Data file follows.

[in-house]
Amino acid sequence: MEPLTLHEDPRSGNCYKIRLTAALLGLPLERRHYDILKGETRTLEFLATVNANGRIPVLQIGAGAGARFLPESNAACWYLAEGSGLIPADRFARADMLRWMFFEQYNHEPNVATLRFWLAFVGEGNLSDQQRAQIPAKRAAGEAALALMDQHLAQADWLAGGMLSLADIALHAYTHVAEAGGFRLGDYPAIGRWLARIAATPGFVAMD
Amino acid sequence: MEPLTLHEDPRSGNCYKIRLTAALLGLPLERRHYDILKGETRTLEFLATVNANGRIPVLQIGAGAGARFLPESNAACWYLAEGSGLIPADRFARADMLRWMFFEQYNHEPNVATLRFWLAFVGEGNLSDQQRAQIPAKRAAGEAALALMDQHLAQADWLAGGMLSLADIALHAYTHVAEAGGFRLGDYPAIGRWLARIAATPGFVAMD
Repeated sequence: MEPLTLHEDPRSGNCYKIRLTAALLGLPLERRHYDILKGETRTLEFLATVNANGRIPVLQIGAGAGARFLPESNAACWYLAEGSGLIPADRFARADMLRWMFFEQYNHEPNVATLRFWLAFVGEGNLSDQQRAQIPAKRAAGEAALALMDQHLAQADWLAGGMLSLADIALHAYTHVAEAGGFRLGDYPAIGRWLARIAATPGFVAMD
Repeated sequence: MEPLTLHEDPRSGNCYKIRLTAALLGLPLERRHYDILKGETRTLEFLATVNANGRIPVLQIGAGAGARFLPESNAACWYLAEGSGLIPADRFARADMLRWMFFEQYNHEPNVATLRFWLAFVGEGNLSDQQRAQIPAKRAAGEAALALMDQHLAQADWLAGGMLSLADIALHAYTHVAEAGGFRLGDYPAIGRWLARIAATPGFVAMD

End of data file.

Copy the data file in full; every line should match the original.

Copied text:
[in-house]
Amino acid sequence: MEPLTLHEDPRSGNCYKIRLTAALLGLPLERRHYDILKGETRTLEFLATVNANGRIPVLQIGAGAGARFLPESNAACWYLAEGSGLIPADRFARADMLRWMFFEQYNHEPNVATLRFWLAFVGEGNLSDQQRAQIPAKRAAGEAALALMDQHLAQADWLAGGMLSLADIALHAYTHVAEAGGFRLGDYPAIGRWLARIAATPGFVAMD
Amino acid sequence: MEPLTLHEDPRSGNCYKIRLTAALLGLPLERRHYDILKGETRTLEFLATVNANGRIPVLQIGAGAGARFLPESNAACWYLAEGSGLIPADRFARADMLRWMFFEQYNHEPNVATLRFWLAFVGEGNLSDQQRAQIPAKRAAGEAALALMDQHLAQADWLAGGMLSLADIALHAYTHVAEAGGFRLGDYPAIGRWLARIAATPGFVAMD
Repeated sequence: MEPLTLHEDPRSGNCYKIRLTAALLGLPLERRHYDILKGETRTLEFLATVNANGRIPVLQIGAGAGARFLPESNAACWYLAEGSGLIPADRFARADMLRWMFFEQYNHEPNVATLRFWLAFVGEGNLSDQQRAQIPAKRAAGEAALALMDQHLAQADWLAGGMLSLADIALHAYTHVAEAGGFRLGDYPAIGRWLARIAATPGFVAMD
Repeated sequence: MEPLTLHEDPRSGNCYKIRLTAALLGLPLERRHYDILKGETRTLEFLATVNANGRIPVLQIGAGAGARFLPESNAACWYLAEGSGLIPADRFARADMLRWMFFEQYNHEPNVATLRFWLAFVGEGNLSDQQRAQIPAKRAAGEAALALMDQHLAQADWLAGGMLSLADIALHAYTHVAEAGGFRLGDYPAIGRWLARIAATPGFVAMD